The Nativity of Christ

“The Church celebrates the coming of the Son of God into the world with the feast of the Nativity of Christ.  The birth of Christ is announced to the shepherds by the angel of the Lord: “To you is born this day in the city of David a Saviour, who is the Christ, the Lord”. (Lk 2:11, rsv-ce). The Fathers of the Church extolled Christmas night as a day of joy and peace:

Today the Bountiful One became poor for our sake … Today we receive a gift for which   we did not ask … This present day threw open the heavenly door to our prayers … Now the Divine Being took upon himself the seal of humanity, in order for humanity to be decorated by the seal of Divinity.”

-Christ Our Pascha, Catechism of the Ukrainian Catholic Church #190

As Ukrainian Catholics, our celebration of the feast begins on Christmas Eve.  “In our Church’s tradition, the Eve of the Nativity feast, also called Holy Eve (in Ukrainian, Sviat vechir), is honoured with particular solemnity. Every home becomes a Bethlehem of the family: the table symbolizes the manger; straw is placed under the tablecloth, and upon the tablecloth are placed the prosphora (Communion bread), a symbol of the Child Jesus. A lit candle is placed next to the prosphora to symbolize the star of Bethlehem. With a meatless supper, the family gathers around the table to prayerfully honour the incarnate Son of God. Christmas carols are sung by the faithful. In hospitality, homes open their doors to everyone who celebrates the Nativity of Christ. The high point of the celebration of the Nativity feast is the solemn divine service, for which all parishioners gather. The Eucharistic Supper at the Divine Liturgy crowns the family supper. ”

-Christ Our Pascha, Catechism of the Ukrainian Catholic Church #196

Ukrainian families celebrate Christmas with traditional customs that are filled with feasting and much symbolism.

Symbolizing the twelve apostles, the holy supper consists of twelve meatless dishes.  The most important dish is kutia.  This is made by boiling whole wheat until it is tender and mixing it with honey, poppy seeds, and nuts.  The wheat symbolizes the relationship of the people to their land and serves as a reminder of Holy Communion.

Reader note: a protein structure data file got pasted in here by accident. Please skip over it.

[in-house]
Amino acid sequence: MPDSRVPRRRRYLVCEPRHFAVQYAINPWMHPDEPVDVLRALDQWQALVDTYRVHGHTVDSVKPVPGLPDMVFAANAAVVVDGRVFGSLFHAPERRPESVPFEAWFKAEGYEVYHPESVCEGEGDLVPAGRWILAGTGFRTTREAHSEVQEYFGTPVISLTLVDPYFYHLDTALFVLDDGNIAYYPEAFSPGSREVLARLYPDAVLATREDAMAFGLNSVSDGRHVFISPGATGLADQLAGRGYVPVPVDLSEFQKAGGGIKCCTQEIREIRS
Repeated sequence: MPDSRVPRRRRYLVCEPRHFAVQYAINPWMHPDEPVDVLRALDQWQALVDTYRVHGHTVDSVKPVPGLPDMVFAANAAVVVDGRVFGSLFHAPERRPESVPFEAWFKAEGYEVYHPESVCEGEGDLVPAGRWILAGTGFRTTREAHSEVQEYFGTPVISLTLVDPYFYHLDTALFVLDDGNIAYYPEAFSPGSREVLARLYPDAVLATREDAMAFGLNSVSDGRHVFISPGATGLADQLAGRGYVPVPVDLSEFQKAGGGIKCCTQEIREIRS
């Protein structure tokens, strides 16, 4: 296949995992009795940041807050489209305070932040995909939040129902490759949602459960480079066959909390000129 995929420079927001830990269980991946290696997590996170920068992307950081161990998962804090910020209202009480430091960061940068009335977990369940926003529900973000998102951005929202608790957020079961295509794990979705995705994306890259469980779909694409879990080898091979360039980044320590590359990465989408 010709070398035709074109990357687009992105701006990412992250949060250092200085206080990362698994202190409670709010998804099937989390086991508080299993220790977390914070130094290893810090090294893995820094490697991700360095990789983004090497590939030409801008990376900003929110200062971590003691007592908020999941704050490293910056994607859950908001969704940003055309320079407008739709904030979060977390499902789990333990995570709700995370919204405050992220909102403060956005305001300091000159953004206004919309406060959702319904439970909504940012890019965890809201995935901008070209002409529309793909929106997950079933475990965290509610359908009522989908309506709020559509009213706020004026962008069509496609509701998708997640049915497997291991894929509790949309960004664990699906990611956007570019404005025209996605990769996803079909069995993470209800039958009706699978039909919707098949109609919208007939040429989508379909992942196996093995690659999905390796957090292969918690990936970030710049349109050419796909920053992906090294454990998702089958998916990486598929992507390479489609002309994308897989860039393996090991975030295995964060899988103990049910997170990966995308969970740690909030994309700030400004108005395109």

Kolach, a braided loaf of sweet bread is made in the form of a circle to symbolize eternity where there is no beginning and no end.  Other dishes served may include borsch, pyrohy, holupchi, one or more fish dishes, vegetables and fruit.

When the meal is finished, gifts may be exchanged, carols are sung and the family departs for the Christmas Divine Liturgy

Christmas carols are sung throughout the Christmas Season, which extends until February 2, with the traditional Christmas greeting “Christ is Born!”

Within the Ukrainian community, customs may vary.  As we gather as a family, we may focus our attention on how our family celebrates the Nativity of Our Lord.

  • Are there special customs that we observe within our immediate family?
  • Do we have a special place of honor in our home where we display an icon of our Lord’s birth?
  • Do we share the story of Jesus’ birth with our children?
  • As a family, do we place importance on celebrating this feast by attending the Divine Liturgy together?
  • Are there any other customs that we may create to pass down to the members of our family to celebrate Christmas for years to come?


We wish all of our families a most blessed and holy Christmas!